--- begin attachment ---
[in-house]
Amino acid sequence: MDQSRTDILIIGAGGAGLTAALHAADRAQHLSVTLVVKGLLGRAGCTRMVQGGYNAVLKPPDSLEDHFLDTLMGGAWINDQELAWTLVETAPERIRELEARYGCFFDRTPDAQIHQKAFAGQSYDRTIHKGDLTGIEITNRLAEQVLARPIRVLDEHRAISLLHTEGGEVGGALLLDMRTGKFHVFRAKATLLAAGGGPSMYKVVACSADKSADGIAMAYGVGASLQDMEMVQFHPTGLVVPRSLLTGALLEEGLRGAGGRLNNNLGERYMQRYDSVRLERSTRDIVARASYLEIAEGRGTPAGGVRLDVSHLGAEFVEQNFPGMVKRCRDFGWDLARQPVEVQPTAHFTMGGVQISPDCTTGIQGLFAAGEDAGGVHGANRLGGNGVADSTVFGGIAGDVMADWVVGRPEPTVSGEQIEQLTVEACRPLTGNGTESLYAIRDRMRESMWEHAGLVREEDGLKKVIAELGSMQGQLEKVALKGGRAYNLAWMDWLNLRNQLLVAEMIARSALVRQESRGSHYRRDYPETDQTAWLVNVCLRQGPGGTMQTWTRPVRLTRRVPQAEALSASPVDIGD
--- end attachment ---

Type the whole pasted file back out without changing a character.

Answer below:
[in-house]
Amino acid sequence: MDQSRTDILIIGAGGAGLTAALHAADRAQHLSVTLVVKGLLGRAGCTRMVQGGYNAVLKPPDSLEDHFLDTLMGGAWINDQELAWTLVETAPERIRELEARYGCFFDRTPDAQIHQKAFAGQSYDRTIHKGDLTGIEITNRLAEQVLARPIRVLDEHRAISLLHTEGGEVGGALLLDMRTGKFHVFRAKATLLAAGGGPSMYKVVACSADKSADGIAMAYGVGASLQDMEMVQFHPTGLVVPRSLLTGALLEEGLRGAGGRLNNNLGERYMQRYDSVRLERSTRDIVARASYLEIAEGRGTPAGGVRLDVSHLGAEFVEQNFPGMVKRCRDFGWDLARQPVEVQPTAHFTMGGVQISPDCTTGIQGLFAAGEDAGGVHGANRLGGNGVADSTVFGGIAGDVMADWVVGRPEPTVSGEQIEQLTVEACRPLTGNGTESLYAIRDRMRESMWEHAGLVREEDGLKKVIAELGSMQGQLEKVALKGGRAYNLAWMDWLNLRNQLLVAEMIARSALVRQESRGSHYRRDYPETDQTAWLVNVCLRQGPGGTMQTWTRPVRLTRRVPQAEALSASPVDIGD